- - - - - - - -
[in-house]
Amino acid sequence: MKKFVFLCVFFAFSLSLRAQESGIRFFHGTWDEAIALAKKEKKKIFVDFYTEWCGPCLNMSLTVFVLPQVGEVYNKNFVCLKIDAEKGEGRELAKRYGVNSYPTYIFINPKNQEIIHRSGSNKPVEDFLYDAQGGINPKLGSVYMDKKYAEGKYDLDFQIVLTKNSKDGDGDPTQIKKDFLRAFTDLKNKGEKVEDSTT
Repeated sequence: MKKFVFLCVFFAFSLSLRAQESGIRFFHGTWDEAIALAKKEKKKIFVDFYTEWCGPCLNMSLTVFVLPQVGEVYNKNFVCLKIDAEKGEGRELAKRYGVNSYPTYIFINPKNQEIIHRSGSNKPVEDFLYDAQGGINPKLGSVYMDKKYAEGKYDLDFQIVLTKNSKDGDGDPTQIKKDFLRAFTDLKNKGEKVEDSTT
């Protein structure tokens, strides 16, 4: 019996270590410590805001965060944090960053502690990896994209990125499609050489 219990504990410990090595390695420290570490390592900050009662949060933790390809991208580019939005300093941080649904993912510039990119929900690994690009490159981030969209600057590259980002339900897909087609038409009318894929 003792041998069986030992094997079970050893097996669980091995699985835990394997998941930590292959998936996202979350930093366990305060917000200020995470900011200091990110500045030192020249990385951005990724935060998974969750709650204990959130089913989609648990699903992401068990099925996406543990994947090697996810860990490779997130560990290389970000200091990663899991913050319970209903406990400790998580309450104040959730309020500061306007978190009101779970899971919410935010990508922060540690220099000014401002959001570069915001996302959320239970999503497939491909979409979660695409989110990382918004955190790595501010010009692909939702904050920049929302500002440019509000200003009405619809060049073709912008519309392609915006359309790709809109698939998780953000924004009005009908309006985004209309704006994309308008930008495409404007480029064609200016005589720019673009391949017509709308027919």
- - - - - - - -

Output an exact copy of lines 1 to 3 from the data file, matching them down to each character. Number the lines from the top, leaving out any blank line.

[in-house]
Amino acid sequence: MKKFVFLCVFFAFSLSLRAQESGIRFFHGTWDEAIALAKKEKKKIFVDFYTEWCGPCLNMSLTVFVLPQVGEVYNKNFVCLKIDAEKGEGRELAKRYGVNSYPTYIFINPKNQEIIHRSGSNKPVEDFLYDAQGGINPKLGSVYMDKKYAEGKYDLDFQIVLTKNSKDGDGDPTQIKKDFLRAFTDLKNKGEKVEDSTT
Repeated sequence: MKKFVFLCVFFAFSLSLRAQESGIRFFHGTWDEAIALAKKEKKKIFVDFYTEWCGPCLNMSLTVFVLPQVGEVYNKNFVCLKIDAEKGEGRELAKRYGVNSYPTYIFINPKNQEIIHRSGSNKPVEDFLYDAQGGINPKLGSVYMDKKYAEGKYDLDFQIVLTKNSKDGDGDPTQIKKDFLRAFTDLKNKGEKVEDSTT